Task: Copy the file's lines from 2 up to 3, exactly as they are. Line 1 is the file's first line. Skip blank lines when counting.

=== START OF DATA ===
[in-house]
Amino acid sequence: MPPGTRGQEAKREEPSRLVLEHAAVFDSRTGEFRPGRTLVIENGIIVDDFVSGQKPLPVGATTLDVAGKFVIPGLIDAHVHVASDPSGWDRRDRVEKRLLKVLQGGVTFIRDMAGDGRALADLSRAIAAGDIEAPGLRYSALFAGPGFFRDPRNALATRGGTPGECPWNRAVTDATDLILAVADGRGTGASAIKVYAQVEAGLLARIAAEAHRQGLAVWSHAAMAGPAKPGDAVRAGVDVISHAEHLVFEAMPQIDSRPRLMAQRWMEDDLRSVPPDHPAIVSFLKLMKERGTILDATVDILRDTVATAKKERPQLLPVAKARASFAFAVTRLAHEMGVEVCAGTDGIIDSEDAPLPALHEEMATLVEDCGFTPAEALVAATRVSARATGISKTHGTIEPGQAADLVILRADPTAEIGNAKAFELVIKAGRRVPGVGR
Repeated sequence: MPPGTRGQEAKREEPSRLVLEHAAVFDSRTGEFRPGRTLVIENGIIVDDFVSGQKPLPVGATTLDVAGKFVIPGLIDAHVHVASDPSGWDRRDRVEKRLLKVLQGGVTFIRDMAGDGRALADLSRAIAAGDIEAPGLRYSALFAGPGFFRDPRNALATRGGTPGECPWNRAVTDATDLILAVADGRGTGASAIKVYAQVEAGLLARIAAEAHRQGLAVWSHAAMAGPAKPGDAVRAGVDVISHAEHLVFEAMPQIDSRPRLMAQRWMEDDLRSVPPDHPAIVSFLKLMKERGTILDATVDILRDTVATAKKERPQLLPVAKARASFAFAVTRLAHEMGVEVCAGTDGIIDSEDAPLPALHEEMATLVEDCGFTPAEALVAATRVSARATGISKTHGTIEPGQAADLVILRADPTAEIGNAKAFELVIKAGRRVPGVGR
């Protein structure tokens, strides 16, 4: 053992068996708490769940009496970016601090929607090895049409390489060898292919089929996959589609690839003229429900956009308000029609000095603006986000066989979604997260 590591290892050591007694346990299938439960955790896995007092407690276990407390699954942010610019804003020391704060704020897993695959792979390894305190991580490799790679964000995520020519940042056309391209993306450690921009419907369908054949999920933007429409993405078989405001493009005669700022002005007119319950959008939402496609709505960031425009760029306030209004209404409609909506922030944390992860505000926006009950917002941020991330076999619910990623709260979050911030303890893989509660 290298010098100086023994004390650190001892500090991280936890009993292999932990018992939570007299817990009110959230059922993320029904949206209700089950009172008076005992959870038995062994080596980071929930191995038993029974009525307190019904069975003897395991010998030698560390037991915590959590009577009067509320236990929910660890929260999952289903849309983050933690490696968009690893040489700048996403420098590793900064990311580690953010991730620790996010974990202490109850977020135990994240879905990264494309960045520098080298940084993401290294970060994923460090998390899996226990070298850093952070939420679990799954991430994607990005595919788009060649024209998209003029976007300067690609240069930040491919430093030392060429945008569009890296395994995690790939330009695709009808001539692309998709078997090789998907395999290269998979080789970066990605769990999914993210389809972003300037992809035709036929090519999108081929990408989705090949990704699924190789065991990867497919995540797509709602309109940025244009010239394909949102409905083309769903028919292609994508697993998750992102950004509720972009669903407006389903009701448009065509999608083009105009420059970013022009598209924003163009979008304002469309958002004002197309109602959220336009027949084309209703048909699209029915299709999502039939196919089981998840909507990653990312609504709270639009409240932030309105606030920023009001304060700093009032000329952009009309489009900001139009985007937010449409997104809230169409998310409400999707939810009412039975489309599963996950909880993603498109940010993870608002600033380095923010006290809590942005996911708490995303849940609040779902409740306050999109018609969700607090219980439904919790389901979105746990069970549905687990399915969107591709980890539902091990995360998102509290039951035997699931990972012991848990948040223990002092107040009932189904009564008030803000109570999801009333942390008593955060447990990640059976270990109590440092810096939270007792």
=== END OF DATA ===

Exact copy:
Amino acid sequence: MPPGTRGQEAKREEPSRLVLEHAAVFDSRTGEFRPGRTLVIENGIIVDDFVSGQKPLPVGATTLDVAGKFVIPGLIDAHVHVASDPSGWDRRDRVEKRLLKVLQGGVTFIRDMAGDGRALADLSRAIAAGDIEAPGLRYSALFAGPGFFRDPRNALATRGGTPGECPWNRAVTDATDLILAVADGRGTGASAIKVYAQVEAGLLARIAAEAHRQGLAVWSHAAMAGPAKPGDAVRAGVDVISHAEHLVFEAMPQIDSRPRLMAQRWMEDDLRSVPPDHPAIVSFLKLMKERGTILDATVDILRDTVATAKKERPQLLPVAKARASFAFAVTRLAHEMGVEVCAGTDGIIDSEDAPLPALHEEMATLVEDCGFTPAEALVAATRVSARATGISKTHGTIEPGQAADLVILRADPTAEIGNAKAFELVIKAGRRVPGVGR
Repeated sequence: MPPGTRGQEAKREEPSRLVLEHAAVFDSRTGEFRPGRTLVIENGIIVDDFVSGQKPLPVGATTLDVAGKFVIPGLIDAHVHVASDPSGWDRRDRVEKRLLKVLQGGVTFIRDMAGDGRALADLSRAIAAGDIEAPGLRYSALFAGPGFFRDPRNALATRGGTPGECPWNRAVTDATDLILAVADGRGTGASAIKVYAQVEAGLLARIAAEAHRQGLAVWSHAAMAGPAKPGDAVRAGVDVISHAEHLVFEAMPQIDSRPRLMAQRWMEDDLRSVPPDHPAIVSFLKLMKERGTILDATVDILRDTVATAKKERPQLLPVAKARASFAFAVTRLAHEMGVEVCAGTDGIIDSEDAPLPALHEEMATLVEDCGFTPAEALVAATRVSARATGISKTHGTIEPGQAADLVILRADPTAEIGNAKAFELVIKAGRRVPGVGR